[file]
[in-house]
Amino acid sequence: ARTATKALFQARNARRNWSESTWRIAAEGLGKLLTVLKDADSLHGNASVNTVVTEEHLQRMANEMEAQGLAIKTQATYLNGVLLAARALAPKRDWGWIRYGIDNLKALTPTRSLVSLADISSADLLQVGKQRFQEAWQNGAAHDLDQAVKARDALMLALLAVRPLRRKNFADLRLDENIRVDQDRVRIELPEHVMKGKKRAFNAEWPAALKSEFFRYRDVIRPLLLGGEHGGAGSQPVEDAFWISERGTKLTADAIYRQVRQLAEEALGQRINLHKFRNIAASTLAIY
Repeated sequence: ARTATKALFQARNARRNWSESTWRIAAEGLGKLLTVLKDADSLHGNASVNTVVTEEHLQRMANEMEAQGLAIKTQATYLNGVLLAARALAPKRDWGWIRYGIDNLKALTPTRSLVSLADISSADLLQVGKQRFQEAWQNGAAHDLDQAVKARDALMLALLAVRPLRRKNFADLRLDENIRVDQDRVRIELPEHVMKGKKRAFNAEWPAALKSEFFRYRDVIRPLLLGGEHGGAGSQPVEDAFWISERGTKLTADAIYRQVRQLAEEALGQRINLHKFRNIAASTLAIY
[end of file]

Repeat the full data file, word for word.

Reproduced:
[in-house]
Amino acid sequence: ARTATKALFQARNARRNWSESTWRIAAEGLGKLLTVLKDADSLHGNASVNTVVTEEHLQRMANEMEAQGLAIKTQATYLNGVLLAARALAPKRDWGWIRYGIDNLKALTPTRSLVSLADISSADLLQVGKQRFQEAWQNGAAHDLDQAVKARDALMLALLAVRPLRRKNFADLRLDENIRVDQDRVRIELPEHVMKGKKRAFNAEWPAALKSEFFRYRDVIRPLLLGGEHGGAGSQPVEDAFWISERGTKLTADAIYRQVRQLAEEALGQRINLHKFRNIAASTLAIY
Repeated sequence: ARTATKALFQARNARRNWSESTWRIAAEGLGKLLTVLKDADSLHGNASVNTVVTEEHLQRMANEMEAQGLAIKTQATYLNGVLLAARALAPKRDWGWIRYGIDNLKALTPTRSLVSLADISSADLLQVGKQRFQEAWQNGAAHDLDQAVKARDALMLALLAVRPLRRKNFADLRLDENIRVDQDRVRIELPEHVMKGKKRAFNAEWPAALKSEFFRYRDVIRPLLLGGEHGGAGSQPVEDAFWISERGTKLTADAIYRQVRQLAEEALGQRINLHKFRNIAASTLAIY